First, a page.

You don't need something that "stays on," you need something that is motion triggered, like an infrared game cameras, for around $100. You mount it 25 to 30 feet from where you park your car, on a tree, a building, or a fence post, and you check it whenever you suspect new vandalism. 90% of the time, you've got pictorial, sometimes even short video clip evidence (if you've added a memory card). No white flash at night to scare off your target.
posted by paulsc at 11:43 PM on July 9, 2011 [5 favorites]


"... from where you park your you car..."
posted by paulsc at 11:51 PM on July 9, 2011


@nadawi-Uh, I think there being several provisions in the lease about where you can't park, and nothing about assigned/assigning parking spaces [i]does[/i] mean they can't reserve parking for admin/prospective tenants. True about the golf cart bit, except that they're filled up at the moment, as told by someone who works at the leasing office.

@Gilbert-Nah, not labeled at all.

@paulsc, thanks for the suggestion...I'lll ask them if I have permission to install it.

Thanks, people.
posted by amiableamy at 12:03 AM on July 10, 2011


So, are they planning on towing your car? Enjoy it -- you sound ready for a fight.
posted by thejoshu at 12:42 AM on July 10, 2011 [7 favorites]


Paying tenants apparently aren't allowed to park where they choose in the complex, but paid employees (partly by me) are?

It's been that way in every single complex I've ever lived in. Guess who needs to park near the office? The people who work there.
posted by obiwanwasabi at 1:29 AM on July 10, 2011 [12 favorites]


I think I'm just going to park there at night, after the office closes, as that's when the vandalism happens.

Thanks for (most of) your input.
posted by amiableamy at 2:10 AM on July 10, 2011


You're talking like the golf carts are the employees' personal vehicles that they drive to and from work. The golf carts are part of the complex, part of their work environment, like the dumpsters and like the computers in the leasing office.

If it were really OK to park there, why do you think you would be getting that spot often enough to make use of the office camera? Could it possibly be that the owners of those three cars -- who are definitely tenants? -- are doing exactly the same thing you are? (Not necessarily piggybacking off the office surveillance equipment, but saying "screw those guys, I'll park where I want.")
posted by Adventurer at 3:29 AM on July 10, 2011 [1 favorite]


Was there a question here, beyond "Any thoughts at all?" I'm not really sure what you're looking for. An argument? You're going about thread-sitting the right way. Validation? Here goes:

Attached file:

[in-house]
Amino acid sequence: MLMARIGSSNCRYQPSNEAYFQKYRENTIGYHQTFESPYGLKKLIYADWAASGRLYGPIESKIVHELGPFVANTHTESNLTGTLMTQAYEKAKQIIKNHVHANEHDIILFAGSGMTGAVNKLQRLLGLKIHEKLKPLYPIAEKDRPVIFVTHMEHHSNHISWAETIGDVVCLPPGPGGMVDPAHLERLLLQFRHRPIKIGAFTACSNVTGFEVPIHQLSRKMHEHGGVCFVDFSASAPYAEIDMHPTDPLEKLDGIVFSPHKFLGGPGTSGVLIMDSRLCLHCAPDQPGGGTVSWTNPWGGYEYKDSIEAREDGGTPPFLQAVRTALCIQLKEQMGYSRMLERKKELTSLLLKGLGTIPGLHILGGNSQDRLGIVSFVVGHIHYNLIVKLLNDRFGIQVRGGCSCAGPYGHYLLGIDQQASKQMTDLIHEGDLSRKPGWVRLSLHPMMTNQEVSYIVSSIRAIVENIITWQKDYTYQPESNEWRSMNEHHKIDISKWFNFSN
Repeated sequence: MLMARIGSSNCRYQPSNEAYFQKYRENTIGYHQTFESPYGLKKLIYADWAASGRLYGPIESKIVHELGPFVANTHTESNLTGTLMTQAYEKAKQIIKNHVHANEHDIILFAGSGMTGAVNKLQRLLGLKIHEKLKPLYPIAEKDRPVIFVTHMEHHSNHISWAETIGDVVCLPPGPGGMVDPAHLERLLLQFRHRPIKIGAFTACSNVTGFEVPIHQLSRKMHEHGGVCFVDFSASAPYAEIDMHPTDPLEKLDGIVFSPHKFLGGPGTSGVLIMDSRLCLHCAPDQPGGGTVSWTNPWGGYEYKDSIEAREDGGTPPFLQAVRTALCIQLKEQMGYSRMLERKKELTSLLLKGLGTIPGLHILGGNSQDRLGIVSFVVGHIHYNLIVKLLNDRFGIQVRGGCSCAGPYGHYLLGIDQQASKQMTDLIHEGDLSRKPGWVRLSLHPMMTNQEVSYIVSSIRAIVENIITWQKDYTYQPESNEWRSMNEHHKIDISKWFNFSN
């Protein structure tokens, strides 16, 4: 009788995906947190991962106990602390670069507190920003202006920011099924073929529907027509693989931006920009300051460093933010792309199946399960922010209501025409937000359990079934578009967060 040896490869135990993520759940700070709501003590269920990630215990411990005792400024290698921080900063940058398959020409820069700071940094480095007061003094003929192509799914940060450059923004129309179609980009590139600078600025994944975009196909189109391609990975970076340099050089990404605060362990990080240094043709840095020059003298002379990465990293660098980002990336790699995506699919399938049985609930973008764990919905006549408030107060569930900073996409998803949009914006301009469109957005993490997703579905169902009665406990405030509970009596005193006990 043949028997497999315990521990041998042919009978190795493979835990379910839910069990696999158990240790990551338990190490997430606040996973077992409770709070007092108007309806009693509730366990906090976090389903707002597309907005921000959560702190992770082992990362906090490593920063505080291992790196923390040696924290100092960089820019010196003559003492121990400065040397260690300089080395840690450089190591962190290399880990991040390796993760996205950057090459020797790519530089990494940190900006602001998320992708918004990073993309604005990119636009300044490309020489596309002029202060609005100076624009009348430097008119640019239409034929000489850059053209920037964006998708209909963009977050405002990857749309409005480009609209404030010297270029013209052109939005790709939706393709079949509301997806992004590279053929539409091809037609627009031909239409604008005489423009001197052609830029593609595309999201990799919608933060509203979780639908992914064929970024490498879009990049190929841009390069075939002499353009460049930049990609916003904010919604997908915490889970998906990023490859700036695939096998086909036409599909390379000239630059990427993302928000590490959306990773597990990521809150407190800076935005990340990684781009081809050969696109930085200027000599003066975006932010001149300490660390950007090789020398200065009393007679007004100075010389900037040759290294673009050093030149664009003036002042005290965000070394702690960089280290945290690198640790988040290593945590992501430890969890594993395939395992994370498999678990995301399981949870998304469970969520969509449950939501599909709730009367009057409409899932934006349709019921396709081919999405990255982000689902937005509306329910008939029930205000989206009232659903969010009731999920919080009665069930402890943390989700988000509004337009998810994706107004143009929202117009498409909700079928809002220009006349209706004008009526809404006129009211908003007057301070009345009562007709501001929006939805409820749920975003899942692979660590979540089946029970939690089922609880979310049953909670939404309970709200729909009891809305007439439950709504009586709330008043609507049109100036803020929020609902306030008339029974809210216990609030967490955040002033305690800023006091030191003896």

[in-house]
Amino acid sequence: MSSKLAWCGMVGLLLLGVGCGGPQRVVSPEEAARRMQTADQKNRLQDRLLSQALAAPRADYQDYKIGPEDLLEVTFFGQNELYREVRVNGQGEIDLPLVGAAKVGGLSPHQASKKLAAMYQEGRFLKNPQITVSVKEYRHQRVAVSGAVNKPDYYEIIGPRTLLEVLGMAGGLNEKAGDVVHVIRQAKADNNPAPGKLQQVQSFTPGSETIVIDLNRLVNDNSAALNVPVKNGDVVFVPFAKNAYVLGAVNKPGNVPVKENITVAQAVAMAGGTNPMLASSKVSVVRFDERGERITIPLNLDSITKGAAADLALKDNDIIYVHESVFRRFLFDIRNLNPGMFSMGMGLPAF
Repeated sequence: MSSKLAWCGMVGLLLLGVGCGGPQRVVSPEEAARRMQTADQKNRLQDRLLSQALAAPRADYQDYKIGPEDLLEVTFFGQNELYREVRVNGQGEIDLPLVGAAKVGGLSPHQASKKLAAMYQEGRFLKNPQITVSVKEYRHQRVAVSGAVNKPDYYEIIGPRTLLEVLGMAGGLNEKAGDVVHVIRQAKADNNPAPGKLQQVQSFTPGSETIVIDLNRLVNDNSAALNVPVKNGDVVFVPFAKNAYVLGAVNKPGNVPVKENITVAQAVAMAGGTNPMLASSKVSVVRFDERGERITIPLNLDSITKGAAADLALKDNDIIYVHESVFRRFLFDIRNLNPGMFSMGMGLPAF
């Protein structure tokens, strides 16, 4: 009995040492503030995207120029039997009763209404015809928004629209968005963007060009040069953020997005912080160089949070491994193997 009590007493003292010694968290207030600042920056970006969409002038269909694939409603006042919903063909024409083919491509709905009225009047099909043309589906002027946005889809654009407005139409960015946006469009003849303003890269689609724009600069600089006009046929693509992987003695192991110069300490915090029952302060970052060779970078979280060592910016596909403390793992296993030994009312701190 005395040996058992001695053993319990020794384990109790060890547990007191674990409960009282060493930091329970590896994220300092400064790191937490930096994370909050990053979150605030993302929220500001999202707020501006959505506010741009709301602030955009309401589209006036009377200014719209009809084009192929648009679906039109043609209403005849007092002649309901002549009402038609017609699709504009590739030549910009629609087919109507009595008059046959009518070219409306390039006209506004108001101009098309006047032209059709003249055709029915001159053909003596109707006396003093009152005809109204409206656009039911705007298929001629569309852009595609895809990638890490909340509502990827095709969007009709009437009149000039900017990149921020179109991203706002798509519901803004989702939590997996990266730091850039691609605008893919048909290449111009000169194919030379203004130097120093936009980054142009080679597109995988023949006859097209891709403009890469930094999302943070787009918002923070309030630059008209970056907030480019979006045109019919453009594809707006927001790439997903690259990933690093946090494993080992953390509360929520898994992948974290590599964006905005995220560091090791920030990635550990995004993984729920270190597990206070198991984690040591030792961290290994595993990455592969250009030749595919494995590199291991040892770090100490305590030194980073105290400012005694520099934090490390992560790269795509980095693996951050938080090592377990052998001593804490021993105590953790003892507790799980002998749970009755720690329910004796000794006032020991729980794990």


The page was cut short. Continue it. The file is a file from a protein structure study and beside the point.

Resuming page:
I feel like I should at least raise my concerns, but I also don't want to piss off the landlord unless justified.
Your concerns are understandable. It's worth querying, and totally possible to do that without pissing off the landlord.

But for what it's worth their policy is totally reasonable and not at all unusual. And being a "customer-oriented" business doesn't mean they have to accommodate every customer's every wish, no matter how reasonable. Take your money elsewhere if this is a serious problem.

The fact that this policy is being inconsistently enforced is a legitimate ground for further discussion. You could query that. If you do that, try to lose the entitled tone you strike in your responses on this thread.
posted by caek at 3:32 AM on July 10, 2011 [9 favorites]


Paying tenants apparently aren't allowed to park where they choose in the complex, but paid employees (partly by me) are?. . . I pay them; not vice-versa. In most consumer-oriented businesses, employees are instructed to park away from where customers park to get into the business. I'm personally failing to see why I'm meant to sacrifice for people I'm paying.

Paying somebody does not mean you suddenly outrank them in every respect. It means that you can expect from them whatever deference your contract provides for. Your contract "doesn't say anything about about where [you're] able to park." Therefore you're in the same boat, re: parking privileges, as random civilians who are not paying tenants. And surely you realize that many businesses regulate the parking on their own property, as against random civilians.

I appear to being singled out.

A neat trick by which to stop being singled out is this: stop imagining you are entitled to singular treatment.

Are the three other tenants' cars parking merely "in the same vicinity", or actually in the same spots you were asked to vacate?